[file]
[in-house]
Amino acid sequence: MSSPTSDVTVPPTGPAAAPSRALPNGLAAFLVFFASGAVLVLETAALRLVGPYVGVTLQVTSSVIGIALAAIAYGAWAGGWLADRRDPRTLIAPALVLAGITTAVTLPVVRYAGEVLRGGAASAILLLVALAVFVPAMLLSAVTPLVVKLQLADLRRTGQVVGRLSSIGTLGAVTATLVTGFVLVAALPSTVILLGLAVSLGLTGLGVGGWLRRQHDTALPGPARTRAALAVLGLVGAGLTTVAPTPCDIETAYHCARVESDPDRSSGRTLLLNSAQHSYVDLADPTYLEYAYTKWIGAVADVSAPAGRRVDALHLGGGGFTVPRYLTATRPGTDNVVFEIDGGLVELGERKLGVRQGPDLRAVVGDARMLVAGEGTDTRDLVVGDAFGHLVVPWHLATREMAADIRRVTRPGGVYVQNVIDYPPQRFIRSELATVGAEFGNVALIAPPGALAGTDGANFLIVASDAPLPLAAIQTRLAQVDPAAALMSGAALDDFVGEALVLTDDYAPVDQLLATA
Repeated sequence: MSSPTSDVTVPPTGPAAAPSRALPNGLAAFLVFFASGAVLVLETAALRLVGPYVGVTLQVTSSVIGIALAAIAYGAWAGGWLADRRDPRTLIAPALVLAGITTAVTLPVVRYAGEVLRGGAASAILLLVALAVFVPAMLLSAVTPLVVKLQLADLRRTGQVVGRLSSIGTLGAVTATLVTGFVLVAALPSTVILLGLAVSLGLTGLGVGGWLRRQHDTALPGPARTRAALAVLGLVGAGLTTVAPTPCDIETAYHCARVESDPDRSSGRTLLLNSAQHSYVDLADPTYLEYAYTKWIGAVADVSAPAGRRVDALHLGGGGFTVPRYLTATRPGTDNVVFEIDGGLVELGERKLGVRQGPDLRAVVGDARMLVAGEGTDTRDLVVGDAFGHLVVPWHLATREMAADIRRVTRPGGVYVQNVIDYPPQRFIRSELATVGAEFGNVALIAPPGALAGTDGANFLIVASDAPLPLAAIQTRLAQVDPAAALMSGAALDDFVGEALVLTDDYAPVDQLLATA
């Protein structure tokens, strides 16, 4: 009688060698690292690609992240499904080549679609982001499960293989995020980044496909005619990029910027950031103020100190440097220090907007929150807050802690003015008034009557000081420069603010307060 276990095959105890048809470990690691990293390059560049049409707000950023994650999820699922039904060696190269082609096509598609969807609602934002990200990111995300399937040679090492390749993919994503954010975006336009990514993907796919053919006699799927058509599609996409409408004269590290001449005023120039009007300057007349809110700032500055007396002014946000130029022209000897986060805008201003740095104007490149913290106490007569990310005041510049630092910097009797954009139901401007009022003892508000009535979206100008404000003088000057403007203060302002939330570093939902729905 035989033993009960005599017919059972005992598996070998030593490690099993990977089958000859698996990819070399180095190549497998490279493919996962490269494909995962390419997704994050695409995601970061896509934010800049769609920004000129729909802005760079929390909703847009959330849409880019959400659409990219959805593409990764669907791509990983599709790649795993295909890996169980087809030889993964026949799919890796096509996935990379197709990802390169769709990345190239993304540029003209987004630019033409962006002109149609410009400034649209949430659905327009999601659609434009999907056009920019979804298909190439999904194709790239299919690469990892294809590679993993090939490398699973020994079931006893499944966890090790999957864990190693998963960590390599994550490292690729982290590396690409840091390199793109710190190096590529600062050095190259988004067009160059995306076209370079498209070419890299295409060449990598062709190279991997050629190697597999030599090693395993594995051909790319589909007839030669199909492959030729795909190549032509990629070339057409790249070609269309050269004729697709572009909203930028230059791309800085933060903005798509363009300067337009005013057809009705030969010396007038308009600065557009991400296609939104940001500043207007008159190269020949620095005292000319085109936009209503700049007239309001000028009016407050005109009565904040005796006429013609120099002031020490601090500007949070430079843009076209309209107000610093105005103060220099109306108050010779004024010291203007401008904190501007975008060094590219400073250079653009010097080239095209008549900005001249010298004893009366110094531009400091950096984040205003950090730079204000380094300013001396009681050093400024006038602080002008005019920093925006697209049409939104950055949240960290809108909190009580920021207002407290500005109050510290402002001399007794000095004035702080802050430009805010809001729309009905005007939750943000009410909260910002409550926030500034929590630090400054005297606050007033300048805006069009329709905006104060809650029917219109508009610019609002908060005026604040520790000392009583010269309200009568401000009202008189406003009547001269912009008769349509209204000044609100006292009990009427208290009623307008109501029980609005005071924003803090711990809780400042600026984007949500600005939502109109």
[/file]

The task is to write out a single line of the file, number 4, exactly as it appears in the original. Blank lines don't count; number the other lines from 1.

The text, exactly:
């Protein structure tokens, strides 16, 4: 009688060698690292690609992240499904080549679609982001499960293989995020980044496909005619990029910027950031103020100190440097220090907007929150807050802690003015008034009557000081420069603010307060 276990095959105890048809470990690691990293390059560049049409707000950023994650999820699922039904060696190269082609096509598609969807609602934002990200990111995300399937040679090492390749993919994503954010975006336009990514993907796919053919006699799927058509599609996409409408004269590290001449005023120039009007300057007349809110700032500055007396002014946000130029022209000897986060805008201003740095104007490149913290106490007569990310005041510049630092910097009797954009139901401007009022003892508000009535979206100008404000003088000057403007203060302002939330570093939902729905 035989033993009960005599017919059972005992598996070998030593490690099993990977089958000859698996990819070399180095190549497998490279493919996962490269494909995962390419997704994050695409995601970061896509934010800049769609920004000129729909802005760079929390909703847009959330849409880019959400659409990219959805593409990764669907791509990983599709790649795993295909890996169980087809030889993964026949799919890796096509996935990379197709990802390169769709990345190239993304540029003209987004630019033409962006002109149609410009400034649209949430659905327009999601659609434009999907056009920019979804298909190439999904194709790239299919690469990892294809590679993993090939490398699973020994079931006893499944966890090790999957864990190693998963960590390599994550490292690729982290590396690409840091390199793109710190190096590529600062050095190259988004067009160059995306076209370079498209070419890299295409060449990598062709190279991997050629190697597999030599090693395993594995051909790319589909007839030669199909492959030729795909190549032509990629070339057409790249070609269309050269004729697709572009909203930028230059791309800085933060903005798509363009300067337009005013057809009705030969010396007038308009600065557009991400296609939104940001500043207007008159190269020949620095005292000319085109936009209503700049007239309001000028009016407050005109009565904040005796006429013609120099002031020490601090500007949070430079843009076209309209107000610093105005103060220099109306108050010779004024010291203007401008904190501007975008060094590219400073250079653009010097080239095209008549900005001249010298004893009366110094531009400091950096984040205003950090730079204000380094300013001396009681050093400024006038602080002008005019920093925006697209049409939104950055949240960290809108909190009580920021207002407290500005109050510290402002001399007794000095004035702080802050430009805010809001729309009905005007939750943000009410909260910002409550926030500034929590630090400054005297606050007033300048805006069009329709905006104060809650029917219109508009610019609002908060005026604040520790000392009583010269309200009568401000009202008189406003009547001269912009008769349509209204000044609100006292009990009427208290009623307008109501029980609005005071924003803090711990809780400042600026984007949500600005939502109109």